19 April 2014

PC Game Review: The French & Indian War

"Given The French and Indian War's authenticity, flexibility, breadth and simplicity of scenarios, any gamer interested in the musket and saber will keep this game on his hard drive not just for the editing options but because its just plain enjoyable. Playing is a delight."

Published on 29 APR 2003 12:00am by Scott Parrino
  1. french and indian war (1754-1763), turn-based, operational, strategic

Introduction

The good thing about long-ignored topics in gaming is that, when they do receive notice, they often get the treatment they deserve. American Conquest did a good job with an RTS version of tactical combat in the Americas from the sixteenth to the nineteenth centuries. John Tiller and HPS began looking at the same topic in the late eighteenth and early nineteenth centuries with their turn-based Early American War series. The latest entry, The French and Indian War, shows us young George Washington learning his trade, everybody learning light infantry tactics and Native Americans teaching the Europeans some special tricks.

"By the Shores of Gitche Gumee"

The French and Indian War was the first spark of the Seven Years War and the first time that the British colonies made an impact on the world stage as anything but a bauble to be grasped. The colonial militia would take the first faltering steps toward becoming the army that would defy an empire. As such, the two-level approach taken by Tiller serves the topic well. Many of the 284 single battles, including many variants to historical clashes or hypothetical ones, are small actions fought by small units of uneven quality. Only the scenarios of the Plains of Abraham represent a set-piece battle in the European style and, even then, the number of troops involved would hardly catch Frederick the Great's notice.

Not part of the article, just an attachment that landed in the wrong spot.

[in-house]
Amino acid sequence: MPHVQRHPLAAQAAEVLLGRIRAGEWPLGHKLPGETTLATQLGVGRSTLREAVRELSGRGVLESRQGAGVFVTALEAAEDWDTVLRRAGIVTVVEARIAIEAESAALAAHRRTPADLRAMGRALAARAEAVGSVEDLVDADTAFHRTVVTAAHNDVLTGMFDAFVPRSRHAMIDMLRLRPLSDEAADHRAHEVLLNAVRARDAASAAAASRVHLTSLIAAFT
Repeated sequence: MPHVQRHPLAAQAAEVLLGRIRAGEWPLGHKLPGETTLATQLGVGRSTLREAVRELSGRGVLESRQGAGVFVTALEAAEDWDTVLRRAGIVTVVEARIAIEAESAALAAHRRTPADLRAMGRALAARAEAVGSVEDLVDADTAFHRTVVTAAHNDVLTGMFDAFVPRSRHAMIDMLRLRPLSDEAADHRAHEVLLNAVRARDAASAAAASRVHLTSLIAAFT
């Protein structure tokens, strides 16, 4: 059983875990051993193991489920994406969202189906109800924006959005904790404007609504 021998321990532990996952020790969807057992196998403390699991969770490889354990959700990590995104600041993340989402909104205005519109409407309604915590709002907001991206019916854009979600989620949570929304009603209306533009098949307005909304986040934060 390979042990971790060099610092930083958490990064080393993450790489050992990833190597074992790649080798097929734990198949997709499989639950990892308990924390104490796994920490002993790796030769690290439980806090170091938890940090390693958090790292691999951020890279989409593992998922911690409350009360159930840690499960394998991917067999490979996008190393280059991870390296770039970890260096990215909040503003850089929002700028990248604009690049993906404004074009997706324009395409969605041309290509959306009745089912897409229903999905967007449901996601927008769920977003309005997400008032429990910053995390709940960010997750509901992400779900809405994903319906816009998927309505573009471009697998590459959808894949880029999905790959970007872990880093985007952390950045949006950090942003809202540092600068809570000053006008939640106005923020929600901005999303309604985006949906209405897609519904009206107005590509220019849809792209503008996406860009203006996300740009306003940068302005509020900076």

Even more interesting is the game's campaign shell. Like all of Tiller's pre-World War II land games, players can play one of 5 campaigns, ranging from Washington's less-than-brilliant debut to Wolfe's campaign, by choosing a side and then deciding if the AI is reckless or cautious. The strategic situation is explained and the player is given choices on how to proceed at a strategic level. The choice of actions and the AI mode feed into a branching system that produces a tactical situation. These situations are not static as an element of chance helps determine which battle pops up. The results of the battle determine which branch the campaign takes next unto final defeat or victory. This system forces players to understand the period not only in tactical terms but also in strategic goals and limitations. This blend of strategic and tactical consideration is far too rare in the hobby. Usually, attempts at this combination fail but Tiller seems to have hit upon a nice balance.

Installation and Documentation

Installation is a snap with the usual install wizard, although the setup file may have to be accessed through the "run" feature of Windows. The documentation is Tiller's usual on-screen overview, basics and in-depth guide. By using the Windows' Help feature, the documents can be accessed without using ALT-TAB and are nicely cross-referenced with hyperlinks. The native search/index features can answer any questions in a hurry. Of supreme importance to play is the scenario parameter data. The French and Indian War has many variables that can change from one battle to another. Having these variables viewable with a click and a drag enhances play. A "Getting Started" file walks beginners through a couple of turns of a simple battle. For those players owning stock in Scott Paper, all docs can be printed.